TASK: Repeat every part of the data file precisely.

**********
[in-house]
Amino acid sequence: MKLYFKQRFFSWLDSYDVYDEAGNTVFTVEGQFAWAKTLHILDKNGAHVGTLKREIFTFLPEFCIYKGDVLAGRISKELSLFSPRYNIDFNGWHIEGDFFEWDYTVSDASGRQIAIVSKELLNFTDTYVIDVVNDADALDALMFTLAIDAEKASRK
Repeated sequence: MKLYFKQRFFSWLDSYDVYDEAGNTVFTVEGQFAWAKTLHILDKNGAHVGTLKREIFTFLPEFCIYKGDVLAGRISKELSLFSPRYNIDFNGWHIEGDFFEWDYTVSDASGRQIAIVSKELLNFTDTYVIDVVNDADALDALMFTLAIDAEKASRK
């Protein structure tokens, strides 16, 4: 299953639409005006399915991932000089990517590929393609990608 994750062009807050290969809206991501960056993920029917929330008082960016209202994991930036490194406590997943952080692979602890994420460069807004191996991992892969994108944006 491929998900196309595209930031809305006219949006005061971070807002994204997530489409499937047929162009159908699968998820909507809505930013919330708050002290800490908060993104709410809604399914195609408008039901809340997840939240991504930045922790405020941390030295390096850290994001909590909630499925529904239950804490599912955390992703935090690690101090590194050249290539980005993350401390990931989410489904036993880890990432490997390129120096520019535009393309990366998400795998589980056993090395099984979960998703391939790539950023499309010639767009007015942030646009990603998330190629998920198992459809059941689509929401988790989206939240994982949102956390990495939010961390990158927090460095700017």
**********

[in-house]
Amino acid sequence: MKLYFKQRFFSWLDSYDVYDEAGNTVFTVEGQFAWAKTLHILDKNGAHVGTLKREIFTFLPEFCIYKGDVLAGRISKELSLFSPRYNIDFNGWHIEGDFFEWDYTVSDASGRQIAIVSKELLNFTDTYVIDVVNDADALDALMFTLAIDAEKASRK
Repeated sequence: MKLYFKQRFFSWLDSYDVYDEAGNTVFTVEGQFAWAKTLHILDKNGAHVGTLKREIFTFLPEFCIYKGDVLAGRISKELSLFSPRYNIDFNGWHIEGDFFEWDYTVSDASGRQIAIVSKELLNFTDTYVIDVVNDADALDALMFTLAIDAEKASRK
């Protein structure tokens, strides 16, 4: 299953639409005006399915991932000089990517590929393609990608 994750062009807050290969809206991501960056993920029917929330008082960016209202994991930036490194406590997943952080692979602890994420460069807004191996991992892969994108944006 491929998900196309595209930031809305006219949006005061971070807002994204997530489409499937047929162009159908699968998820909507809505930013919330708050002290800490908060993104709410809604399914195609408008039901809340997840939240991504930045922790405020941390030295390096850290994001909590909630499925529904239950804490599912955390992703935090690690101090590194050249290539980005993350401390990931989410489904036993880890990432490997390129120096520019535009393309990366998400795998589980056993090395099984979960998703391939790539950023499309010639767009007015942030646009990603998330190629998920198992459809059941689509929401988790989206939240994982949102956390990495939010961390990158927090460095700017």